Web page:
• A a description of the tactics Porten used to survive imprisonment and become a successful businessman and abolitionist.

  • B a transition from a discussion of the ramifications of Porten's decision to a discussion of his success as a sailmaker and abolitionist.

  • C a comparison between Porten's work as a businessman and his role as an abolitionist.

  • D an analysis of how Porten transitioned from a prisoner to a businessman and abolitionist.

Question 66


  • G had arose

  • H had rose

  • J raised

Question 67


  • B workers, whom were

  • C workers:

  • D workers

Question 68

The writer is considering deleting the preceding sentence. Should the sentence be kept or deleted?

  • F Kept, because it establishes a correlation between Forten's business records and the early success of Porten's business.

  • G Kept, because it provides evidence to support the claim that Porten employed thirty-eight workers.

  • H Deleted, because it blurs the paragraph's focus on the success of Forten's business.

  • J Deleted, because it contradicts the idea that Porten had high expectations for his business.

Question 69


  • B foremost leading sailmaker in his native Philadelphia.

  • C premier sailmaker in the city of Philadelphia.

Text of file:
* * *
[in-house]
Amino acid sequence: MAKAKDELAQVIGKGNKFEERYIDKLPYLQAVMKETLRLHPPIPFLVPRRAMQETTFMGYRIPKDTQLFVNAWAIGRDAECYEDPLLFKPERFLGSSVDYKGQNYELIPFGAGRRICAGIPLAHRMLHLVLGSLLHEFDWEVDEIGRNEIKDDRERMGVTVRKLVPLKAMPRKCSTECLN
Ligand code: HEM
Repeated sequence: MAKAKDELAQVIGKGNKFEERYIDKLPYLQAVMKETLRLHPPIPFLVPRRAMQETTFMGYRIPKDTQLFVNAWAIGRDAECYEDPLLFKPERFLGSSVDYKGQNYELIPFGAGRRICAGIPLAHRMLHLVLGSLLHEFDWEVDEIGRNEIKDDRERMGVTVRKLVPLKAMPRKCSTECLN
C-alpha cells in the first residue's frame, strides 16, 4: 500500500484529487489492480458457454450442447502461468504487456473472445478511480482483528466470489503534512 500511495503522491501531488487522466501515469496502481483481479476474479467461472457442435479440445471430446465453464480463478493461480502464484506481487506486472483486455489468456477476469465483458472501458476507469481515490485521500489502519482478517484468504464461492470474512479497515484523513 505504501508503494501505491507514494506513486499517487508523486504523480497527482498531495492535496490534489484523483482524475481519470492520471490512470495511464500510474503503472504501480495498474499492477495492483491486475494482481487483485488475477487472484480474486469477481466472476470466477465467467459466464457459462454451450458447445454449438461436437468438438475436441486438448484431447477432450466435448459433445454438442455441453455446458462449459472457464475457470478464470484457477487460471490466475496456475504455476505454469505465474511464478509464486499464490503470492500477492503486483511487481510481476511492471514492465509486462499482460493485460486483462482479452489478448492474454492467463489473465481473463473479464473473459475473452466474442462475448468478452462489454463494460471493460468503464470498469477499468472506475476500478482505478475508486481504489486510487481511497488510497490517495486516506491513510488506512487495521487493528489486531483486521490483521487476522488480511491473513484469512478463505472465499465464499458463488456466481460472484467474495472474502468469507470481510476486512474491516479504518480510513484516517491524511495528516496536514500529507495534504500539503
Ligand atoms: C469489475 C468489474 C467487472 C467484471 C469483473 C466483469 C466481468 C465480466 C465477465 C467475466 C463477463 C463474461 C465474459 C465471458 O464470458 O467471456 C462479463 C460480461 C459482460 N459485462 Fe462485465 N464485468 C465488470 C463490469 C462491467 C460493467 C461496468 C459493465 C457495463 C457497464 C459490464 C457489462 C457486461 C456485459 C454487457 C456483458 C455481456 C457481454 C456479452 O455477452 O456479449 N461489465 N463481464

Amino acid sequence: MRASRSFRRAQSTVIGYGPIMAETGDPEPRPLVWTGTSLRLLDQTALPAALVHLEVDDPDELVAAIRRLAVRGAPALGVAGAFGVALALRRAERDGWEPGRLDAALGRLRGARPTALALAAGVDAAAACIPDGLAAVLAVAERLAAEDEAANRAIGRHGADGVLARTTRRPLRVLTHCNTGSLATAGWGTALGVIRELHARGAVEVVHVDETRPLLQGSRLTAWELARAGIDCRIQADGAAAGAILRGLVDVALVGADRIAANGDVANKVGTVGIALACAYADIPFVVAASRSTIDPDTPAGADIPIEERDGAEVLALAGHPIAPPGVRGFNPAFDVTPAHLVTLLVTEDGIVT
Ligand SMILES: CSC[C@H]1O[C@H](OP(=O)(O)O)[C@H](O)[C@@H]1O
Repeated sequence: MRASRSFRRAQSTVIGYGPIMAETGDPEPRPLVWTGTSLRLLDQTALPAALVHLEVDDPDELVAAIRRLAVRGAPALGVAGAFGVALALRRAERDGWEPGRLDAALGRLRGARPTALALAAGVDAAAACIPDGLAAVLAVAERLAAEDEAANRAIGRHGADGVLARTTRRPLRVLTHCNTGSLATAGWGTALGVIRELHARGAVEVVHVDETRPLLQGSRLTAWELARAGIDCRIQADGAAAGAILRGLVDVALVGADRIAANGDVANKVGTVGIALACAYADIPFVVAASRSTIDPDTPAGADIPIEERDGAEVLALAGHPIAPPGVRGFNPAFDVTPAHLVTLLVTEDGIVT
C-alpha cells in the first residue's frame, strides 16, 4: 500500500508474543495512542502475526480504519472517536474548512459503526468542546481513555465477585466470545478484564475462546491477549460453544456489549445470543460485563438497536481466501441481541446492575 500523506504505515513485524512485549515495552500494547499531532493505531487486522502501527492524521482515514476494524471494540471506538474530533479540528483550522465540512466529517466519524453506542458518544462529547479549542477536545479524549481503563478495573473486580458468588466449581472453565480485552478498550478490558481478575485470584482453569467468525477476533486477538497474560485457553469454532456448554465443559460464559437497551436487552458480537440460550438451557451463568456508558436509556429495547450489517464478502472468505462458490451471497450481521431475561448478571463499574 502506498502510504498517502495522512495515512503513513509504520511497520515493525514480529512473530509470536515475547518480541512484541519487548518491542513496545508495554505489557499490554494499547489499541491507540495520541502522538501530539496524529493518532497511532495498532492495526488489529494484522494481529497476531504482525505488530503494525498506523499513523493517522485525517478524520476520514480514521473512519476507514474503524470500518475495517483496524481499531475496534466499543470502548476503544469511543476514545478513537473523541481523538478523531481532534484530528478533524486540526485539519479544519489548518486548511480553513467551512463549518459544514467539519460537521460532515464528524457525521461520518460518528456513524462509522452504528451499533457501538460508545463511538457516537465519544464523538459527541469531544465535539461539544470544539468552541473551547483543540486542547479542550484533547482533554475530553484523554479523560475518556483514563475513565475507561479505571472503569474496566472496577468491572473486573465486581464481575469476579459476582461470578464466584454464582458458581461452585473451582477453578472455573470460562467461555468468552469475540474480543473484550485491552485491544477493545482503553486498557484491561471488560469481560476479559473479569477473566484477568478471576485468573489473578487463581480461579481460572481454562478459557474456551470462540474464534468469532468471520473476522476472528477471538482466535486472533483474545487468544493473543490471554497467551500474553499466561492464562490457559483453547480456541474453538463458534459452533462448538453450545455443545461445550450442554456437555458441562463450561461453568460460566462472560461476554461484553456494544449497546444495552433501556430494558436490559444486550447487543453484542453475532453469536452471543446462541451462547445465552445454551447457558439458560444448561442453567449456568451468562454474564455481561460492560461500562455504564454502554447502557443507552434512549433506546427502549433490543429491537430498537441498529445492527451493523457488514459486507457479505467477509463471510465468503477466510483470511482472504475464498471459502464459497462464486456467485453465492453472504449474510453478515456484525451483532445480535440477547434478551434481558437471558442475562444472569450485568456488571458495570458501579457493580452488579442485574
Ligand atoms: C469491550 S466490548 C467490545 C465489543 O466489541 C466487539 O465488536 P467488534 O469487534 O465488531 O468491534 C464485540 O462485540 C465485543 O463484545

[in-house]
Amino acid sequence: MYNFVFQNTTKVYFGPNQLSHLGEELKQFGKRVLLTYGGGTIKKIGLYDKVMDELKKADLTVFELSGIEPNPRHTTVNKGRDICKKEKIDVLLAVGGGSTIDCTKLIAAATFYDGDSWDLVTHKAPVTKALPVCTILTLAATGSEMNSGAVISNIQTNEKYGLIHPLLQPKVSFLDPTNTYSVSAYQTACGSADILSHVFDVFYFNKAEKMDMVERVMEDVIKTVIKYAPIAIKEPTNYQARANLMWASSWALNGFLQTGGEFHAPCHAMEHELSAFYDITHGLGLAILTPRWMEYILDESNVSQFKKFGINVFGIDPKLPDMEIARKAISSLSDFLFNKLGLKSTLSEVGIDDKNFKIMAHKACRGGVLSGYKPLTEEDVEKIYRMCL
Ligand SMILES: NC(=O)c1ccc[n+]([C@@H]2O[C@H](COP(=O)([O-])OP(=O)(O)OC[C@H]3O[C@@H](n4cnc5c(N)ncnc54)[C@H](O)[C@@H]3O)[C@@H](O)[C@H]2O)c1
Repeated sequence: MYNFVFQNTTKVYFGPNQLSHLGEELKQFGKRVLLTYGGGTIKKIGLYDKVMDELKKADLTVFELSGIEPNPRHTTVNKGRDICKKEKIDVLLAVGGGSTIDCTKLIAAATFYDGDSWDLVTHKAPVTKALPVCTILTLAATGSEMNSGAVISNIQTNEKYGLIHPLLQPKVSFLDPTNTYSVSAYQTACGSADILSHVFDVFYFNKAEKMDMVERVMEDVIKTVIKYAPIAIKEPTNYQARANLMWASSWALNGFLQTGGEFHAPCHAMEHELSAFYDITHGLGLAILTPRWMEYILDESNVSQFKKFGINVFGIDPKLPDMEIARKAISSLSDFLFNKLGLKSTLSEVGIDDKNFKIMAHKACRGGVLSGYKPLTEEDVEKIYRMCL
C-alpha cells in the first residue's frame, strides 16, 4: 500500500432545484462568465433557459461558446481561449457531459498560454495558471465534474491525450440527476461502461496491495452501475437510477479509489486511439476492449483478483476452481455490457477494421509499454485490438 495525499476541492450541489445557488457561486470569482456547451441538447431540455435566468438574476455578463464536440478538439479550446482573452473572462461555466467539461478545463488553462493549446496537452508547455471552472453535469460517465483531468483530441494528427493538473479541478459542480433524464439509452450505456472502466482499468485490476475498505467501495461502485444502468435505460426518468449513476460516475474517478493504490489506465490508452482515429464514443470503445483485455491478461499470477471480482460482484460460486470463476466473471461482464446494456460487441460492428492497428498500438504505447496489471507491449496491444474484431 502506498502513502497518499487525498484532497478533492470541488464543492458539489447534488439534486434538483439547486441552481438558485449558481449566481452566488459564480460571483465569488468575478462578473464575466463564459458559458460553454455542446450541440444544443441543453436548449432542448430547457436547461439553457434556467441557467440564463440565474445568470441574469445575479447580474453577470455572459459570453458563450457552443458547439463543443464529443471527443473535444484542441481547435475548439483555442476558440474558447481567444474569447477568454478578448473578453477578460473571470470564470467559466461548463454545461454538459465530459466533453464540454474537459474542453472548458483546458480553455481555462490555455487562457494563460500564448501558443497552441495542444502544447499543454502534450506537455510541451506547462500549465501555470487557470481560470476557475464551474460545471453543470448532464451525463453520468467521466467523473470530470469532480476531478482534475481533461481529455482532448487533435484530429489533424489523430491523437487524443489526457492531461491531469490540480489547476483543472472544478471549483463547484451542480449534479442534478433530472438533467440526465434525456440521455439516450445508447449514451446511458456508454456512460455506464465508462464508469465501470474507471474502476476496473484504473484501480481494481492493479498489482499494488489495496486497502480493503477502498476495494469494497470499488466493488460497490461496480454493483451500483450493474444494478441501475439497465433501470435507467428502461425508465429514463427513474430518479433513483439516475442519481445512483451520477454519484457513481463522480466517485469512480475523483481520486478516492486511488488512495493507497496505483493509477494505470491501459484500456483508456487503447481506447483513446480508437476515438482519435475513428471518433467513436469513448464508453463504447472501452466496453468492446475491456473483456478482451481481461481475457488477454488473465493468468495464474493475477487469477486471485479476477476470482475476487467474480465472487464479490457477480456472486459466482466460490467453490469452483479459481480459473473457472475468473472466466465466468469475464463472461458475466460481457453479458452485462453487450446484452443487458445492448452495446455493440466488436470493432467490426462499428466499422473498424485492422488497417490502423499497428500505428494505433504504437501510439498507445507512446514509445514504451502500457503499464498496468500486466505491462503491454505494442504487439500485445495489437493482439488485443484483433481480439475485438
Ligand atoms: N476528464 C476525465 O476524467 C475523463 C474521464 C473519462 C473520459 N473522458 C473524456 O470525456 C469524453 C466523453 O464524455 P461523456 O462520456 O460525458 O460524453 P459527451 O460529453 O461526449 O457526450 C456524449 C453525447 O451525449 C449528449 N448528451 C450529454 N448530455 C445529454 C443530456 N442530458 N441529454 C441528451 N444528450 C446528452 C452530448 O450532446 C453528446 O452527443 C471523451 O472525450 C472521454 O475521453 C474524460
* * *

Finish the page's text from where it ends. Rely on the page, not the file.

• D premier sailmaker.

Question 70

Given. that all the following choices are accurate, which one most effectively provides a transition into the next sentence of the essay?


  • G had fought for his country in the Revolutionary War.

  • H donated to such places as schools and hospitals.

  • J maintained his business during difficult times.

Question 71


  • B smaller, and more

  • C smaller, more

  • D smaller

Question 72


  • G over more than half of his own

  • H more than over half of his

  • J over half of his

Question 73


  • B veteran, cultivating the sails of freedom,

  • C veteran, nurturing the road to reform,

  • D veteran

Questions 74 and 75 ask about the preceding passage as a whole.

Question 74

The writer is considering adding the following true statement to the essay:

Writing under a pen name, Forten himself submitted numerous articles and letters, calling for the end of slavery.

If the writer were to add this sentence to the essay, it would most logically be placed at:

  • F Point A in Paragraph 1.

  • G Point Bin Paragraph 3.

  • H Point C in Paragraph 6.

  • J Point D in Paragraph 6.

Question 75

Suppose the writer's primary purpose had been t o describe in detail the daily operations of a successful business in the newly formed United States. Would this essay accomplish that purpose?

  • A Yes, because it describes how Forten became a successful businessman and how his business survived numerous challenges.

  • B Yes, because it describes the historical significance of Forten's business and how the business evolved.

  • C No, because it focuses more on Porten as a patriot, businessman, and abolitionist than on the daily workings of his business.

  • D No, because it focuses primarily on contrasting Forten's work as an abolitionist with his work as a sailmaker.